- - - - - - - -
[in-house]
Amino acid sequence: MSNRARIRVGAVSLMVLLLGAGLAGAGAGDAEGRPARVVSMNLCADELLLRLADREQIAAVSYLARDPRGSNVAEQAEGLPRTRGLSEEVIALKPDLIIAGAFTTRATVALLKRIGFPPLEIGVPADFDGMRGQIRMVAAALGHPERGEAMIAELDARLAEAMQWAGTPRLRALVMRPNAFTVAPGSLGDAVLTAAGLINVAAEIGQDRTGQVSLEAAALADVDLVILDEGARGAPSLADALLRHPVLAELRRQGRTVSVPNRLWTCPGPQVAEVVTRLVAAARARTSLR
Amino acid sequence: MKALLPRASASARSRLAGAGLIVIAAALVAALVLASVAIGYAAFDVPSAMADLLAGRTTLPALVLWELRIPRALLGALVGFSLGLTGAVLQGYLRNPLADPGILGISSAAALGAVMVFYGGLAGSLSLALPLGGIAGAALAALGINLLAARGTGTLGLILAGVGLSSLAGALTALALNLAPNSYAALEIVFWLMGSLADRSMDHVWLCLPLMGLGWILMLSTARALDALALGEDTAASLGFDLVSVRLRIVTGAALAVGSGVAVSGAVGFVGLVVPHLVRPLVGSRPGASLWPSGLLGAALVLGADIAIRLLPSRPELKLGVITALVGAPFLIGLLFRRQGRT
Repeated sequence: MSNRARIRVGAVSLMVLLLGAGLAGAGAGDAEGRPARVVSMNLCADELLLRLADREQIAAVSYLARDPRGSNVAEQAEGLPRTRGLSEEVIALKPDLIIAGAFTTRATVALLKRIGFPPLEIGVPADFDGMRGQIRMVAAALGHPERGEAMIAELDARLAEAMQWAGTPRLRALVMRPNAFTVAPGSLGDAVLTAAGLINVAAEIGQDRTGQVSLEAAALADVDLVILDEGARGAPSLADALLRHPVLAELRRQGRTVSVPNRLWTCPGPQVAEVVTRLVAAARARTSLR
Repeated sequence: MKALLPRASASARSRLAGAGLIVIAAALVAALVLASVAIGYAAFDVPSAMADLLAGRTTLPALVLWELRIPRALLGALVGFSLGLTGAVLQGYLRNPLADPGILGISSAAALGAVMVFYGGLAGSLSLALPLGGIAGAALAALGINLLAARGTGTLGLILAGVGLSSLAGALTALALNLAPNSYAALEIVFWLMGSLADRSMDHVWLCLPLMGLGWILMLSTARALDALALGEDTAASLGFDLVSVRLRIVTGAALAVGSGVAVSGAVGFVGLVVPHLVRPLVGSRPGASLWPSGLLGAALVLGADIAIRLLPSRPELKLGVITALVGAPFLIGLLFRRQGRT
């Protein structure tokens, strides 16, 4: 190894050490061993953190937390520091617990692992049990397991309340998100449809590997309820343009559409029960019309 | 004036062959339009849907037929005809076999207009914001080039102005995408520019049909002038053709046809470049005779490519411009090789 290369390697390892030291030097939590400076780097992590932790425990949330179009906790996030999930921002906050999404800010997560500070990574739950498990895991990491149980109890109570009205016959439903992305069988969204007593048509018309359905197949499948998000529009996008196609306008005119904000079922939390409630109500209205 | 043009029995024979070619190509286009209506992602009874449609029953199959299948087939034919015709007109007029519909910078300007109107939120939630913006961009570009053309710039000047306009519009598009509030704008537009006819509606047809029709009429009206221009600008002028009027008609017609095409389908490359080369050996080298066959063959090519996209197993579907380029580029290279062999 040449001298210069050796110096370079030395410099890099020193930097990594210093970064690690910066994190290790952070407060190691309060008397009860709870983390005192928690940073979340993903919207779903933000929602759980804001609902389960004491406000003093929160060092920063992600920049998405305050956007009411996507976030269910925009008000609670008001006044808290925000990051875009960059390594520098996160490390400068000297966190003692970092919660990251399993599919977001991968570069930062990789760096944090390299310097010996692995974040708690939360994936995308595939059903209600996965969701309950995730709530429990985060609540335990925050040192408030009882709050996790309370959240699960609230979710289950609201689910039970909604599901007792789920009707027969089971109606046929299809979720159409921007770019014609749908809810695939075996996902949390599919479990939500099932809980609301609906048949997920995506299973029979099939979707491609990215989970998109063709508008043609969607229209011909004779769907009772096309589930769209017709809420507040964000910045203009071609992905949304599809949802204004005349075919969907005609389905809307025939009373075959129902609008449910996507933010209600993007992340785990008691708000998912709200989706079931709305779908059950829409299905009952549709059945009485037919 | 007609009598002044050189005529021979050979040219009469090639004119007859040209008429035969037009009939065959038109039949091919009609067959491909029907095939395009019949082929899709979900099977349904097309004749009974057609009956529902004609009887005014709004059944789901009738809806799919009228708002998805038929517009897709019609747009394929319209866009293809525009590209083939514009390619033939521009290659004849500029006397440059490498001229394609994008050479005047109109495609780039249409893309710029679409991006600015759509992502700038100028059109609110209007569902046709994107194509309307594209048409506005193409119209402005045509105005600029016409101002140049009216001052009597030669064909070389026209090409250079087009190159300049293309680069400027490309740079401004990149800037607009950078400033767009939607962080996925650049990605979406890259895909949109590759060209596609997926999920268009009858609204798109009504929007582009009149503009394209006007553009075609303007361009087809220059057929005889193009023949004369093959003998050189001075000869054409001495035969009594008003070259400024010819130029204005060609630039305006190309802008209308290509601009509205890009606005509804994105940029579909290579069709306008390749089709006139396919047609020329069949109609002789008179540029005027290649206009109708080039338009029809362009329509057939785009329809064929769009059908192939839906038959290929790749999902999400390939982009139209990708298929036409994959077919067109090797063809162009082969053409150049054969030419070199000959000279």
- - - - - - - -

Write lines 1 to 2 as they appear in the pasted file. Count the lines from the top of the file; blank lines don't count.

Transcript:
[in-house]
Amino acid sequence: MSNRARIRVGAVSLMVLLLGAGLAGAGAGDAEGRPARVVSMNLCADELLLRLADREQIAAVSYLARDPRGSNVAEQAEGLPRTRGLSEEVIALKPDLIIAGAFTTRATVALLKRIGFPPLEIGVPADFDGMRGQIRMVAAALGHPERGEAMIAELDARLAEAMQWAGTPRLRALVMRPNAFTVAPGSLGDAVLTAAGLINVAAEIGQDRTGQVSLEAAALADVDLVILDEGARGAPSLADALLRHPVLAELRRQGRTVSVPNRLWTCPGPQVAEVVTRLVAAARARTSLR